Some of us have been dealing with nazi graffiti for decades. We do not make a big show of removing swastikas, we wait for them to be replaced so that we can see who puts them up. Anti-Fascist resistance means going on the offensive against fascists not cleaning up their mess. Berlin did not surrender, it fell.
“13. Hinder the one-party state. The parties that took over states were once something else. They exploited a historical moment to make political life impossible for their rivals. Vote in local and state elections while you can.”
This is the age of gerrymandered political districts, transactional politics and “bi-partisan” consensus. The calls for national healing, and giving Trump a chance coming from Democratic politicians have cemented one party rule. Voting in state and local elections is meaningless with only two parties with little difference between them.
“14. Give regularly to good causes, if you can. Pick a charity and set up autopay. Then you will know that you have made a free choice that is supporting civil society helping others doing something good.”
Translation, give your money to large lobbying groups with executives earning six digit salaries. “good causes” in the original was a link to the Southern Poverty Law Center's donation page. It has been alleged that the interest on that organization's endowment is greater than it's yearly operating budget. They do not need your money. Local independent political projects in your own community that you have a democratic say in do need your money, time and energy. Those projects offer you participation in your own liberation as opposed to promising to do it for you in return for a tax deductible gift.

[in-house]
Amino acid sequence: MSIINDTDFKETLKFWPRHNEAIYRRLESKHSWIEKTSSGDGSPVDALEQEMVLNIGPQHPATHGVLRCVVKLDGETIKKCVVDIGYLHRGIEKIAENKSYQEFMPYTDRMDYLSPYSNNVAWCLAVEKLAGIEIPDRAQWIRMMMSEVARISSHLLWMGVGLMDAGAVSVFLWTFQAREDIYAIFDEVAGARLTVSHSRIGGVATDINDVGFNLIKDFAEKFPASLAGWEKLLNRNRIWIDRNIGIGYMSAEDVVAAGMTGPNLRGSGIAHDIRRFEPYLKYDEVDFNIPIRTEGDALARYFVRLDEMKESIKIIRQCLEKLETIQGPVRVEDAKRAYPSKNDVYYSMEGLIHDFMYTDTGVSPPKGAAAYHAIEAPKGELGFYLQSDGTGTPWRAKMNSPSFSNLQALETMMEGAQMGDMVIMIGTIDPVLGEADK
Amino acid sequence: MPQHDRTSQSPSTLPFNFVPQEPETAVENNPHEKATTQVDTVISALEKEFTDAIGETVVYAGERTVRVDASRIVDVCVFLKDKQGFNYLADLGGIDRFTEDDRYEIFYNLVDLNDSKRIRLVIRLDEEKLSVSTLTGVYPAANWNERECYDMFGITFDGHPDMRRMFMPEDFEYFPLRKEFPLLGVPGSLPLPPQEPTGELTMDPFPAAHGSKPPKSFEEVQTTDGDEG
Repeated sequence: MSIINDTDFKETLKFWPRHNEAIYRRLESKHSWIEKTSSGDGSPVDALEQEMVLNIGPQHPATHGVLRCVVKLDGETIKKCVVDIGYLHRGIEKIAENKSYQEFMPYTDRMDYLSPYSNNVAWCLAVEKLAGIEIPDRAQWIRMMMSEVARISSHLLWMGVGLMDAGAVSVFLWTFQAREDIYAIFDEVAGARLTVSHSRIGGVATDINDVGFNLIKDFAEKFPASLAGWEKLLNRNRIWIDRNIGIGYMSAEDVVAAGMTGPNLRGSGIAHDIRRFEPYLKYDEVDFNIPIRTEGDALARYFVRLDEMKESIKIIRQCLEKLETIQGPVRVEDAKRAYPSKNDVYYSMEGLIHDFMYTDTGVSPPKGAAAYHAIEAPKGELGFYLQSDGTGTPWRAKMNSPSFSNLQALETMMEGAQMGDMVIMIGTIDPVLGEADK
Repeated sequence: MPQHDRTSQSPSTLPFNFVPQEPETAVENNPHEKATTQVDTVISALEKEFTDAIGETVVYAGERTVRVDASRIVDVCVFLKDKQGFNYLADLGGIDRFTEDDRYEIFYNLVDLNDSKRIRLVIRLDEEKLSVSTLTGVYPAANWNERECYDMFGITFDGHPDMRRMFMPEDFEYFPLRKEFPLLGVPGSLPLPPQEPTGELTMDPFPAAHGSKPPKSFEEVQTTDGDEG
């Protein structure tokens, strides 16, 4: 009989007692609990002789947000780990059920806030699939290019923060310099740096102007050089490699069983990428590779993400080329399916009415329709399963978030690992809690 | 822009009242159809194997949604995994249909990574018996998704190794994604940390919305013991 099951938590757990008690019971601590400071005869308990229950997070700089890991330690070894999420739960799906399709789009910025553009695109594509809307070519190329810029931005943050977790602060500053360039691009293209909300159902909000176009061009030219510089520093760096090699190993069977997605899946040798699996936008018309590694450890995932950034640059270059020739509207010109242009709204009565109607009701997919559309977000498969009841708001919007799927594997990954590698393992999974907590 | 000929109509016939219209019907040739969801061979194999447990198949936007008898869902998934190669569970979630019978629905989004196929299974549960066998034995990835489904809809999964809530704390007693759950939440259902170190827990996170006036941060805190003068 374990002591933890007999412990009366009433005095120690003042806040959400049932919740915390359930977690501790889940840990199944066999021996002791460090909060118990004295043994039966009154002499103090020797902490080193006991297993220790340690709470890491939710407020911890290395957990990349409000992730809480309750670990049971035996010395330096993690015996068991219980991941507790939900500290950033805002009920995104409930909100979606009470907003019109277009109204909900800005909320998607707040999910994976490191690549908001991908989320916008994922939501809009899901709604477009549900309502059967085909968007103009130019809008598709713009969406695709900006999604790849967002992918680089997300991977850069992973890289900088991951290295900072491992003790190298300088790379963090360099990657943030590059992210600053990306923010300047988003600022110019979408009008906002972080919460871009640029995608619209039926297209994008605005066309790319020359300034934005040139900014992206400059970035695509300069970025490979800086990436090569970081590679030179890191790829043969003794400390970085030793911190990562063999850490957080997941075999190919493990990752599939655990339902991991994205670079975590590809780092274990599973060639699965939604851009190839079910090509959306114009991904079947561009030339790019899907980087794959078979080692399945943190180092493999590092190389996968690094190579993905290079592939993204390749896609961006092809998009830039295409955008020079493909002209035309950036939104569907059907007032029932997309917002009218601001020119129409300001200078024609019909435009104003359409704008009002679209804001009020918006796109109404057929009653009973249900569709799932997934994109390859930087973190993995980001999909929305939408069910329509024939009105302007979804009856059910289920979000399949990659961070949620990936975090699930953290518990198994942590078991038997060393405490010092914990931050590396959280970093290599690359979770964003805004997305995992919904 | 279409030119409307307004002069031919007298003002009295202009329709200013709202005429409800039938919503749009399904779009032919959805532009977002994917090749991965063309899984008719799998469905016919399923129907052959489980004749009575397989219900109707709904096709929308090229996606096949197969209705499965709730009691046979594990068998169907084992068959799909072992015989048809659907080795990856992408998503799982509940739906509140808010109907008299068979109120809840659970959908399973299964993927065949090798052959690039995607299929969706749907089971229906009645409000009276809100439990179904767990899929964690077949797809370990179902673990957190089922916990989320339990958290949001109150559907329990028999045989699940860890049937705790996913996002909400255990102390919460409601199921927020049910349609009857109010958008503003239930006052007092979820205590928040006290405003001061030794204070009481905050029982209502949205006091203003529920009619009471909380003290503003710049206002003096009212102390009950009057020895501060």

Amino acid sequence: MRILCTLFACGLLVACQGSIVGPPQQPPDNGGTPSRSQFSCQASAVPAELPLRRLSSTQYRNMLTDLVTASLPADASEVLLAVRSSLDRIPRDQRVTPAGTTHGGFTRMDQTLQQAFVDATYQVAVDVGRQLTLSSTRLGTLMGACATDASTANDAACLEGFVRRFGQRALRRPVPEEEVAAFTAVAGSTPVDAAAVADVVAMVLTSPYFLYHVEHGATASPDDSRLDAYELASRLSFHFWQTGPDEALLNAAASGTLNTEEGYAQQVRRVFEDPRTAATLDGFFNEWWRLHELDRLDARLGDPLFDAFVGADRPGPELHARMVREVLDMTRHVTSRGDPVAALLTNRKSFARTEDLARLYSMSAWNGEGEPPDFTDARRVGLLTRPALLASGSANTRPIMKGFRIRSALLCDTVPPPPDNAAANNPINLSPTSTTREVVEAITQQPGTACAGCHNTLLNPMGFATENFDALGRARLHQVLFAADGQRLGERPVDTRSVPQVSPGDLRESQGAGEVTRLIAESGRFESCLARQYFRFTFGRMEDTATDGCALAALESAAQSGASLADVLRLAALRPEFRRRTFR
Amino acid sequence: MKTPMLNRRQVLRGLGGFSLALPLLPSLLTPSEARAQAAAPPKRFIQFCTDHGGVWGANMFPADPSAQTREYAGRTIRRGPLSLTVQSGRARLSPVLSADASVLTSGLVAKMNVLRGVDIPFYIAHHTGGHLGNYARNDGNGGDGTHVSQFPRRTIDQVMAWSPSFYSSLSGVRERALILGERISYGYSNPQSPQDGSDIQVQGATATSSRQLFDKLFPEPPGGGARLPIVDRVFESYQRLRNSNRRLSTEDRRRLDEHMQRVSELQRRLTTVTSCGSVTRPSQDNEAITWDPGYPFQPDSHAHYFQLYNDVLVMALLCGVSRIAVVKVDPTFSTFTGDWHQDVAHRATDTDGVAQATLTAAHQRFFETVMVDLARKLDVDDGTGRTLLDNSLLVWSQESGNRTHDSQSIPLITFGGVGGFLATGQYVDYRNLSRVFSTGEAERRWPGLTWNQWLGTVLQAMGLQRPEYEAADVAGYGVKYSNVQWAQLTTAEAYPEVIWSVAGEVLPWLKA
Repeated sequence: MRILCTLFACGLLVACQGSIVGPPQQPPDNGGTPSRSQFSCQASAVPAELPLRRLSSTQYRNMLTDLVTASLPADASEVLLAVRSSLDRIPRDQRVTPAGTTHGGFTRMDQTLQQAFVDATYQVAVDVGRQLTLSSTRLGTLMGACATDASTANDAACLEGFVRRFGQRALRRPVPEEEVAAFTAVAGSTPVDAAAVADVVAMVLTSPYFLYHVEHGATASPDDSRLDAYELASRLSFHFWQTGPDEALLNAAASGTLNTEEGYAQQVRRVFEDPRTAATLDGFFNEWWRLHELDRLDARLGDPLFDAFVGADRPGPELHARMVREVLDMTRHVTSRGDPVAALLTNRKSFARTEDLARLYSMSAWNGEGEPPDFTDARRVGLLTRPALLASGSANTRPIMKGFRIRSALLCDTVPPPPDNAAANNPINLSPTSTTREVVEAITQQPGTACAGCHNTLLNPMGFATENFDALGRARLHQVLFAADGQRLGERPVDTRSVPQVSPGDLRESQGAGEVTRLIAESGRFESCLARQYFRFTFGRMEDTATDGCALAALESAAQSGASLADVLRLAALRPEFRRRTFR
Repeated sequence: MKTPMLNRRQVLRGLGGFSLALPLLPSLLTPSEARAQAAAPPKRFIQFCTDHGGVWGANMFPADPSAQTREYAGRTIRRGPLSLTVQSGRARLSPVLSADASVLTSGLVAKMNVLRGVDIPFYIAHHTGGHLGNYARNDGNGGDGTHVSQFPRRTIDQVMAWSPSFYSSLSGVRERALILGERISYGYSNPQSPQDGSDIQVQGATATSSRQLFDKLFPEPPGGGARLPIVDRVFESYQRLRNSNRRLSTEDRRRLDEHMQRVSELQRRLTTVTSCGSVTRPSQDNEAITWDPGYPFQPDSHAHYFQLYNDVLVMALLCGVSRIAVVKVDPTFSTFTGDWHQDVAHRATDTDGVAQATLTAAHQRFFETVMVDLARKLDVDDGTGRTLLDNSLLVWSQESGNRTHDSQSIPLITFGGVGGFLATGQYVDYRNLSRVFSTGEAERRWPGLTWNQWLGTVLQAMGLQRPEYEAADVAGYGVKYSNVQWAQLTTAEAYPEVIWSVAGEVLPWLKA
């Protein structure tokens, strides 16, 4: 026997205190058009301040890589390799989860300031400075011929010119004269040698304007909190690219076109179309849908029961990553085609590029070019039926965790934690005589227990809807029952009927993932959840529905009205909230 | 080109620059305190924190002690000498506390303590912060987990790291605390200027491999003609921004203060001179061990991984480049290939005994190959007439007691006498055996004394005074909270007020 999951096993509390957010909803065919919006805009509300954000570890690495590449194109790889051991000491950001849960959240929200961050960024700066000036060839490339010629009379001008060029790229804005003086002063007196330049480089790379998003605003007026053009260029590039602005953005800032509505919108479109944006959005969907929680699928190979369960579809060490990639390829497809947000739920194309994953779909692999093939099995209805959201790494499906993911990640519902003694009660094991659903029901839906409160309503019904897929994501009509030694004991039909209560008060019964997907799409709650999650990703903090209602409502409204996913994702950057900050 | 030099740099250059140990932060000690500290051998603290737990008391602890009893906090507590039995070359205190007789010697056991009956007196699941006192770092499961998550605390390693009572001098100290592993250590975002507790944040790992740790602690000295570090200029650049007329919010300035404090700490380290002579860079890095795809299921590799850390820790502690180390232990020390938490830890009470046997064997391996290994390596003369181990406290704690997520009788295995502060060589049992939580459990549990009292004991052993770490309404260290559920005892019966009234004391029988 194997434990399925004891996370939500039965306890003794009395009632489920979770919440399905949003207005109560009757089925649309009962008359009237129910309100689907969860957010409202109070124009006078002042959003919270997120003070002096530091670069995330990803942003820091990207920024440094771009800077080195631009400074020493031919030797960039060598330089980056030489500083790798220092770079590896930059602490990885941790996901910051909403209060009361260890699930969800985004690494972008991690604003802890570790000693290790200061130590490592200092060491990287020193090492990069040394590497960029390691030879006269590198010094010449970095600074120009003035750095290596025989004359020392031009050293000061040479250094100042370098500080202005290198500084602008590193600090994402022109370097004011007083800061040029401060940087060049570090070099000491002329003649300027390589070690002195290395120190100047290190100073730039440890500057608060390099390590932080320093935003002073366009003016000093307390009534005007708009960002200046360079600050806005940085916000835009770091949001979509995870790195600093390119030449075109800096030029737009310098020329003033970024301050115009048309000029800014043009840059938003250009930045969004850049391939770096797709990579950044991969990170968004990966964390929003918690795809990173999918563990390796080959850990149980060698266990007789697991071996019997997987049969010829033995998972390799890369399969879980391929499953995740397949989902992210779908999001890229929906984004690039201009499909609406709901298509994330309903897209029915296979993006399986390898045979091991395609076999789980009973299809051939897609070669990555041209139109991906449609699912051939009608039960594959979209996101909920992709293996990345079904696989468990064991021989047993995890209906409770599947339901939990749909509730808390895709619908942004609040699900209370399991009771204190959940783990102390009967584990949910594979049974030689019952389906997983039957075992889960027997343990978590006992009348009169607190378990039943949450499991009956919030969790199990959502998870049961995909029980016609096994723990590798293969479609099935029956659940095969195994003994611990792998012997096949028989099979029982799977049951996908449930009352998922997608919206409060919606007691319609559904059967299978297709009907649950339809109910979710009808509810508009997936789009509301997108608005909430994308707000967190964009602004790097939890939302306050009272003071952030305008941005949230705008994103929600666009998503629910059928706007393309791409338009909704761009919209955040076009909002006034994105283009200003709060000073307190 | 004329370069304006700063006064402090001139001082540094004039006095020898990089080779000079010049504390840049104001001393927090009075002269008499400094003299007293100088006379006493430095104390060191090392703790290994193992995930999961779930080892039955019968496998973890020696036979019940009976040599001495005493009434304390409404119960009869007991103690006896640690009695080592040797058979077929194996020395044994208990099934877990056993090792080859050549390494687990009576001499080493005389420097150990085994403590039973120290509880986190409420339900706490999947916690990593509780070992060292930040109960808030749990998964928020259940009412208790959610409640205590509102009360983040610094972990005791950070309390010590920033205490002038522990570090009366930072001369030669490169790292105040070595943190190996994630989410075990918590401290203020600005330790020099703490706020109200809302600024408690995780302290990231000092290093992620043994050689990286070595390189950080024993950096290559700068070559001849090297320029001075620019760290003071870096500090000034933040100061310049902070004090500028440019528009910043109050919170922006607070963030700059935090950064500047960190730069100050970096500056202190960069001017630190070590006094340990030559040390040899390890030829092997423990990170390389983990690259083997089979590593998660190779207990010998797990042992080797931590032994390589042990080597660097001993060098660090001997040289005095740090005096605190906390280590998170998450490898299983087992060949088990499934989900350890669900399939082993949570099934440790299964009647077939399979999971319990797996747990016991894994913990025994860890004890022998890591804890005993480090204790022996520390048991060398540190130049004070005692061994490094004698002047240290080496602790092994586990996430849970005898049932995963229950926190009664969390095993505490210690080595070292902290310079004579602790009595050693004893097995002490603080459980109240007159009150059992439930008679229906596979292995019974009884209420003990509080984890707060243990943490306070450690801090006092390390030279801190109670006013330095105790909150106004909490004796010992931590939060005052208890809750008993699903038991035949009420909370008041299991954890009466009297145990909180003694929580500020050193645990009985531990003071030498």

15. Establish a private life. Nastier rulers will use what they know about you to push you around. Scrub your computer of malware. Remember that email is skywriting. Consider using alternative forms of the Internet, or simply using it less. Have personal exchanges in person. For the same reason, resolve any legal trouble. Authoritarianism works as a blackmail state, looking for the hook on which to hang you. Try not to have too many hooks.
The Obama administration's expansion of Bush's surveillance state means many of us were already covering our tracks on the internet. Many of us already scrub the spyware off our computer. The security state has backbone level access to the internet, as exemplified by the NSA's XKEYSCORE project. Malware vigilance stops teenagers. Get and use proven effective open source data tools. If you were really afraid of blackmail you would not have taken those naked selfies anyway. You took them because you are beautiful and wanted to show that to someone else. Don't let prudish Yale history academics body shame you.
16. Learn from others in other countries. Keep up your friendships abroad, or make new friends abroad. The present difficulties here are an element of a general trend. And no country is going to find a solution by itself. Make sure you and your family have passports.
Wrong. Figure out how to sneak across a border without showing paperwork to anybody. Get fake passports. Help people make fake passports. Know your third country destination before you enter the second. Canada and Mexico are travel routes not destinations and wanted dissidents are already on no-fly lists.